The Fredericksburg Free-Lance Star on the legacy of Hank Aaron:
Back before it was possible to access any bit of baseball trivia on one’s iPhone, the Baseball Encyclopedia was an essential part of a stats geek’s library. Turn to the player register, and it was possible to see the complete big-league statistics of anyone who ever played. How fitting that the very first name in the register was Henry Louis Aaron. Talk about leading with your best stuff.
Hank Aaron, who passed away last week at the age of 86, is no longer the all-time major-league home run leader on paper, having lost that distinction to Barry Bonds, who hit many of his homers amid the long-ball onslaught of the steroid era. In the hearts of many baseball fans, though, Aaron is the champ and always will be.
He batted in more runs than anyone in baseball history, a more accurate measure of a player’s worth than home runs. Maybe his most remarkable statistic is one that often gets overlooked. He accumulated more total bases (one base for a single, two for a double, etc.) than anyone else — not by a mile, but by more than 12 miles.
Aaron’s place in history, though, goes far beyond that.
In April of 1974, playing for the Atlanta Braves, he tied and then broke Babe Ruth’s record of 714 career home runs. The news media attention was intense, building up over the winter after Aaron hit No. 713 at the end of the 1973 season. It should have been cause for celebration, a moment as full of joy as the night 21 years later when Cal Ripken surpassed Lou Gehrig’s record for consecutive games played.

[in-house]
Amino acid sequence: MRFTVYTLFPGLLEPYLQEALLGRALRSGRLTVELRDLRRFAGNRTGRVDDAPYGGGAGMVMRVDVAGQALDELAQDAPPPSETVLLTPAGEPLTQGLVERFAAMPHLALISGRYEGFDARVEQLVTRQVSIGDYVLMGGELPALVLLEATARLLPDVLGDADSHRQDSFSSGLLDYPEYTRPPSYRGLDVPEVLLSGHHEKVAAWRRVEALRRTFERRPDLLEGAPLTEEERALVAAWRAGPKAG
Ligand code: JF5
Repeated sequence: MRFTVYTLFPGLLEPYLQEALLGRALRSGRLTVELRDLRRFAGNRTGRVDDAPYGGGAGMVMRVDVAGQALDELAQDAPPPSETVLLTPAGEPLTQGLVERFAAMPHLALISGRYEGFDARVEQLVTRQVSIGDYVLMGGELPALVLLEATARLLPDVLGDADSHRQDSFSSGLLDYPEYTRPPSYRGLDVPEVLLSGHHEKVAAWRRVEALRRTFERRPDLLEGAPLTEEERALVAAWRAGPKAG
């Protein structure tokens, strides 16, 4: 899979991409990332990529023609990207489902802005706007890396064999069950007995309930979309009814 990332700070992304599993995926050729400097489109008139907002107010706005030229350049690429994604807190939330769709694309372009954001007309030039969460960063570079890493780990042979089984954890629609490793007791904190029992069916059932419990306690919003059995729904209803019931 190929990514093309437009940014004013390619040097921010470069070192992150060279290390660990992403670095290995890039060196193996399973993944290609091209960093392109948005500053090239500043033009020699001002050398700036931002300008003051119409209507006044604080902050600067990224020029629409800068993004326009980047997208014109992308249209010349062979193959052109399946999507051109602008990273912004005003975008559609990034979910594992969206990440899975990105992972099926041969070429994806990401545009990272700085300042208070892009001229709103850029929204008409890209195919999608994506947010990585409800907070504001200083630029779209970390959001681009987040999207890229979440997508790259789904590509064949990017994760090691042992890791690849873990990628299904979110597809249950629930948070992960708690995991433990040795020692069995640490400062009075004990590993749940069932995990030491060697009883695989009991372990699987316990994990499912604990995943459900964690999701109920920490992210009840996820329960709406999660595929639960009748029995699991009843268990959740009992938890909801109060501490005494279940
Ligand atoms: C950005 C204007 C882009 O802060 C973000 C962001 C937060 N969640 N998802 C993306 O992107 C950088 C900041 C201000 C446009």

Leading up to the milestone, though, Aaron got so much hate mail, including death threats, that he looked back on that year as a bittersweet time, at best. He needed police escorts and had to slip in and out of ballparks. … Some of the animosity came from New York Yankees fans who didn’t want to see the Babe’s record fall to anyone, but the contents of the letters told a painful truth: Many did not want a Black man to break one of sport’s most cherished records.
“They carved a piece of my heart away,” Aaron said 20 years later in an New York Times interview. He said he kept many of those letters, to remind himself and others of a darker time. Aaron was no firebrand. His “Hammerin’ Hank” nickname notwithstanding, his lifestyle and his playing style were low-key. Bobby Bragan, who managed the then-Milwaukee Braves in the mid 1960s, said of Aaron, “If you need a base, he’ll steal it quietly. If you need a shoestring catch, he’ll make it, and his hat won’t fly off and he won’t fall on his butt.” He seemed an unlikely candidate for death threats, only making noise with his bat and glove. He came from humble beginnings in Mobile, Ala., starting his pro career as a teenager in the Negro Leagues. But his talent was impossible to hide.
By the age of 20, in 1954, he was a starting outfielder for the Milwaukee Braves. His home runs came relatively quietly over the years. He never hit more than 47 in a season, but he was steady, gradually chipping away at the Babe’s record, outlasting other diamond stars who got more attention from the news media and the fans.
He got 97.8 percent of the vote the first year he was eligible for the Baseball Hall of Fame, causing many to wonder what motivated the other 2.2 percent.
In interviews later in his life, Aaron seemed to express more sorrow than anger at the venom that accompanied his greatest achievement. It is hoped that some who cursed him nearly half a century ago can look back now and see the greatness to which they were blinded at the time.